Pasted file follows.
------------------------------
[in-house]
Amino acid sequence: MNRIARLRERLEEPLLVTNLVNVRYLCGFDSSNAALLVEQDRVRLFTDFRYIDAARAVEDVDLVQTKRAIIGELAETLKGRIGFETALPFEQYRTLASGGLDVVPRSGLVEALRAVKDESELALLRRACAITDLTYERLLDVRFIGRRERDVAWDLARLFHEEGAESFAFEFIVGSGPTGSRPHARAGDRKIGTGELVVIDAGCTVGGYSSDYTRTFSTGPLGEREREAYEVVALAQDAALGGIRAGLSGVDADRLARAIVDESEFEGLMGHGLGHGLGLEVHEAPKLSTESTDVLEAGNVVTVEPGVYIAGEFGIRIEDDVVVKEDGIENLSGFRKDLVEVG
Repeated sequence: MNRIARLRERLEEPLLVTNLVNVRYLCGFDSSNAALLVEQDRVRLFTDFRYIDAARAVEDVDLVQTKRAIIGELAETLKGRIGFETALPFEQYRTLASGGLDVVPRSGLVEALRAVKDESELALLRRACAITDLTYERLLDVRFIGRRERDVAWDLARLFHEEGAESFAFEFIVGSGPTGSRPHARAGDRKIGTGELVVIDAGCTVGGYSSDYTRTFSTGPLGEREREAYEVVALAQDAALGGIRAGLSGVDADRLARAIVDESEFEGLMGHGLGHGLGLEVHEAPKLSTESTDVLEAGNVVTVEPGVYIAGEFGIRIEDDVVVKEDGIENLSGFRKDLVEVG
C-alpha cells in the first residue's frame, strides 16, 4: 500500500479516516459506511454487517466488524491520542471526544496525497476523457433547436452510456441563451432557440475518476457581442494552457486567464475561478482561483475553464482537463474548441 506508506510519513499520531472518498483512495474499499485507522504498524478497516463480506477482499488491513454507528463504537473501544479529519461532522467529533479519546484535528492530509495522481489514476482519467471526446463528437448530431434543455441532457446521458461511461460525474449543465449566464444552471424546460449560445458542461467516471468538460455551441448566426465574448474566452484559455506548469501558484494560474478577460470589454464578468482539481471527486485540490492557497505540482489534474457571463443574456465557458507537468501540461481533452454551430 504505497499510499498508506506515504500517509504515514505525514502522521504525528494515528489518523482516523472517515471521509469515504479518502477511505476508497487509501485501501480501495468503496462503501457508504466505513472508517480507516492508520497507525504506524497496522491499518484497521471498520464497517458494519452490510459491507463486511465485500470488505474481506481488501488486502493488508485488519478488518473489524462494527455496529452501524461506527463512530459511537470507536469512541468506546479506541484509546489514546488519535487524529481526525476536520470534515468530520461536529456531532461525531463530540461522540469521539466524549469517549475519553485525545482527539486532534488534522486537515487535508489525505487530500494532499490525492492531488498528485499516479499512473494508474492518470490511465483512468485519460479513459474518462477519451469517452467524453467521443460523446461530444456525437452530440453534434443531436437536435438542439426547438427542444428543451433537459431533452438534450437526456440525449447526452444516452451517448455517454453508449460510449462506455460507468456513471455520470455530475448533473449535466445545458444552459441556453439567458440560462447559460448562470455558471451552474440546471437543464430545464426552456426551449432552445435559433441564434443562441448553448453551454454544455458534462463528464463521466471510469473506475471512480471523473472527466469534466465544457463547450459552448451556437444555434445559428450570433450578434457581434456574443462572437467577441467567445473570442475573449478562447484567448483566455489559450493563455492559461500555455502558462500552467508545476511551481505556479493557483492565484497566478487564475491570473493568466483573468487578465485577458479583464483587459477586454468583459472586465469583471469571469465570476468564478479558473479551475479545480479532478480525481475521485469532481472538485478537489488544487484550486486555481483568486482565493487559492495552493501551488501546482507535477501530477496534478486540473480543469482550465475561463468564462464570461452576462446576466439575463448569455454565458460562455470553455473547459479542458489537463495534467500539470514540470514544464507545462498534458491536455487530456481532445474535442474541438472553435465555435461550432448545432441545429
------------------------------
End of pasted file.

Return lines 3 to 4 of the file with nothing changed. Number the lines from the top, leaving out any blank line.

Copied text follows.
Repeated sequence: MNRIARLRERLEEPLLVTNLVNVRYLCGFDSSNAALLVEQDRVRLFTDFRYIDAARAVEDVDLVQTKRAIIGELAETLKGRIGFETALPFEQYRTLASGGLDVVPRSGLVEALRAVKDESELALLRRACAITDLTYERLLDVRFIGRRERDVAWDLARLFHEEGAESFAFEFIVGSGPTGSRPHARAGDRKIGTGELVVIDAGCTVGGYSSDYTRTFSTGPLGEREREAYEVVALAQDAALGGIRAGLSGVDADRLARAIVDESEFEGLMGHGLGHGLGLEVHEAPKLSTESTDVLEAGNVVTVEPGVYIAGEFGIRIEDDVVVKEDGIENLSGFRKDLVEVG
C-alpha cells in the first residue's frame, strides 16, 4: 500500500479516516459506511454487517466488524491520542471526544496525497476523457433547436452510456441563451432557440475518476457581442494552457486567464475561478482561483475553464482537463474548441 506508506510519513499520531472518498483512495474499499485507522504498524478497516463480506477482499488491513454507528463504537473501544479529519461532522467529533479519546484535528492530509495522481489514476482519467471526446463528437448530431434543455441532457446521458461511461460525474449543465449566464444552471424546460449560445458542461467516471468538460455551441448566426465574448474566452484559455506548469501558484494560474478577460470589454464578468482539481471527486485540490492557497505540482489534474457571463443574456465557458507537468501540461481533452454551430 504505497499510499498508506506515504500517509504515514505525514502522521504525528494515528489518523482516523472517515471521509469515504479518502477511505476508497487509501485501501480501495468503496462503501457508504466505513472508517480507516492508520497507525504506524497496522491499518484497521471498520464497517458494519452490510459491507463486511465485500470488505474481506481488501488486502493488508485488519478488518473489524462494527455496529452501524461506527463512530459511537470507536469512541468506546479506541484509546489514546488519535487524529481526525476536520470534515468530520461536529456531532461525531463530540461522540469521539466524549469517549475519553485525545482527539486532534488534522486537515487535508489525505487530500494532499490525492492531488498528485499516479499512473494508474492518470490511465483512468485519460479513459474518462477519451469517452467524453467521443460523446461530444456525437452530440453534434443531436437536435438542439426547438427542444428543451433537459431533452438534450437526456440525449447526452444516452451517448455517454453508449460510449462506455460507468456513471455520470455530475448533473449535466445545458444552459441556453439567458440560462447559460448562470455558471451552474440546471437543464430545464426552456426551449432552445435559433441564434443562441448553448453551454454544455458534462463528464463521466471510469473506475471512480471523473472527466469534466465544457463547450459552448451556437444555434445559428450570433450578434457581434456574443462572437467577441467567445473570442475573449478562447484567448483566455489559450493563455492559461500555455502558462500552467508545476511551481505556479493557483492565484497566478487564475491570473493568466483573468487578465485577458479583464483587459477586454468583459472586465469583471469571469465570476468564478479558473479551475479545480479532478480525481475521485469532481472538485478537489488544487484550486486555481483568486482565493487559492495552493501551488501546482507535477501530477496534478486540473480543469482550465475561463468564462464570461452576462446576466439575463448569455454565458460562455470553455473547459479542458489537463495534467500539470514540470514544464507545462498534458491536455487530456481532445474535442474541438472553435465555435461550432448545432441545429